But this is no reason not to be thankful — most profoundly respectful — for the amazing gifts we HAVE been given. That we have chosen not to use them wisely is no one’s fault but our own, yet even this provides reasons for gratitude, in the hope that our ugly lesson will serve as an example for wiser species to come not to fall into the same traps of inventing deities rather than respecting the real one, and thinking in our preposterous hubris that we could create a world better than the one that was given to us by the sacred fates and elements, by the eternally graceful rhythm of the stars and the seas that we chose to ignore and disparage.

So that’s your beginning. On the timescale of the greater universe, the time it takes to begin to think about raising your finger and striking a key on this keyboard encompasses all of human history, past and future — from the flint that caused the first spark that ignited the first bit of kindling that heated the first felled wildebeest that fed the first nuclear family in the first gathered community ... to the last bomb that was dropped that killed all living beings on Earth because, as on Mars long ago, it popped the atmosphere like a soap bubble and turned the planet into a lifeless, frozen cinder; then five million years passed and life began anew.

Eventually, the eternal ephemeral intelligence that animates all living things and drives trillions of different species on countless different stars and planets throughout the universe began to contemplate the end of all life throughout all the vigintillions of galaxies.

Still, from the great distance of time it had achieved into a far future we cannot begin to comprehend, it looked back on its most antediluvian history, and for all its technology and all its intelligence still could not see the beginning, so it could not realistically predict an end.

Yet intelligence remembered everything it had ever learned and it recalled an ancient creed that had once held sway in the highest snowy mountains of an exquisitely beautiful planet its inhabitants had called Earth — now long since consumed by its exploding sun. It remembered an ancient ritual called the bardo, in which some devotees created an imaginary alterworld between life and death which they calculated they traversed between the time their physical bodies died and they were reborn into a new life they had chosen after a period of profound reflection and advice from spirits they had invented.

If only, intelligence in the far future mused, if only those enigmatic humans had practiced in real life what they had planned to practice in the bardo, how much happier they would have been. Because they refused to realize their existence in the corporeal state was in reality a transit between deaths — and since we know that both states are equal on the astral plane that governs the lifecycles of the universe — they waited until they were dead to practice what they should have been doing while they were living.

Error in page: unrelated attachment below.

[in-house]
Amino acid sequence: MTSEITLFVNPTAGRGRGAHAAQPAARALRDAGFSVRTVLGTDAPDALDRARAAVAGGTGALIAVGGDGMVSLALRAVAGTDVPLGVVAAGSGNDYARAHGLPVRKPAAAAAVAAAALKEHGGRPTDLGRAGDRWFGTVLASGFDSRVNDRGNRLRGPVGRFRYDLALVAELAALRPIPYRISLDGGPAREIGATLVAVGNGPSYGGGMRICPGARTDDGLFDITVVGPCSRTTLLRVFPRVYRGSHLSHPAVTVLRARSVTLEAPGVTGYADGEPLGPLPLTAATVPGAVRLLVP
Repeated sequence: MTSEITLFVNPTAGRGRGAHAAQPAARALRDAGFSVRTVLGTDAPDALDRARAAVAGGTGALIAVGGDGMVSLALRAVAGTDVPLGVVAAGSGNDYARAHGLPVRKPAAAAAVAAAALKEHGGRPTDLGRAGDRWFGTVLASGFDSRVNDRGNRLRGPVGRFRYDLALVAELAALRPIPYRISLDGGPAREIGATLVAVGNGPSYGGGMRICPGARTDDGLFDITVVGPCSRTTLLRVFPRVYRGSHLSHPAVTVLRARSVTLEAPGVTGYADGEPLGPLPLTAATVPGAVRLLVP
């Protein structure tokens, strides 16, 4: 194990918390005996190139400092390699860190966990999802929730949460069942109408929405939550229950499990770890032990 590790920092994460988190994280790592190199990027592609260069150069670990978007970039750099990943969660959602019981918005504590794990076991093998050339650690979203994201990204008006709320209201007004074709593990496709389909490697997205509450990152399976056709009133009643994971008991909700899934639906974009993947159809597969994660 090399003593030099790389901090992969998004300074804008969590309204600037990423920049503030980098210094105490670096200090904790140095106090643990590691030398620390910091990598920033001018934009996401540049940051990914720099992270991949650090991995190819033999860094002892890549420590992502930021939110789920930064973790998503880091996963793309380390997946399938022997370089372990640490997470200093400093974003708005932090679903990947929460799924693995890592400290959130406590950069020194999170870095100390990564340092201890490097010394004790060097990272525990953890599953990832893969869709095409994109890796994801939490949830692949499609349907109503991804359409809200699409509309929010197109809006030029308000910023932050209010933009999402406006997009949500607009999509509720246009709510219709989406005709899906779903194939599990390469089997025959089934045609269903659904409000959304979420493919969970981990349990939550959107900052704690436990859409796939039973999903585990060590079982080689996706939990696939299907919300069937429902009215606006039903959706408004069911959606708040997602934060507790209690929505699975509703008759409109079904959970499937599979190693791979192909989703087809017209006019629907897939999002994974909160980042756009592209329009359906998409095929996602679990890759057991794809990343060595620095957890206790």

Had they done that, their planet would have been peaceful, as I intended (intelligence said), and they could have chosen the end they really wanted, which is of course is not to end at all. But their fear got in the way, prevented them from doing it. Thankfully, intelligence continued to muse, there is not now nor ever was any reason to be afraid, as virtually all living things have always known.

Thus, on some crisp night in some happy world of the far future, some curious adolescent wanders out at night and ponders a starry sky, imagining a happy face from flickering light high above that has taken millions of years to reach him.

As he looks up, the quintessential question furls on his brow. “Why? Why should all this beauty should come to have existed at all?”

Amid the trillions of twinkles dancing overhead, the eternal whisper wafts down like an elegant waltz in time.

“I created the universe because I was lonely. So now you have no reason to be, because I am always here. All you have to do is look up at night. You are a part of me and I am a part of you. Remember, we’re both stardust. Although my face may change with the passing of days, as far as you are concerned, little one, I will always be here. Because I always have been.

“No matter where you are, or how bad things seem to be, you are never alone, because you are always at home, with me, among the stars, where there is no beginning and no end.”

The little shaver smiled, toyed wth a stick in the dirt, and studied the fine but dim white mist that someone long ago had called the Milky Way. The voice spoke again.

“The only thing you have to fear is believing this is not so. Don’t let anybody fool you. Because it IS so. Just watch the sky and see.”

And with that, as they always have and always will, the beautiful stars rode by.

John Kaminski is a writer of political and psychological broadsides who lives on the edge of a vast sea where the stars are very bright. For more information go to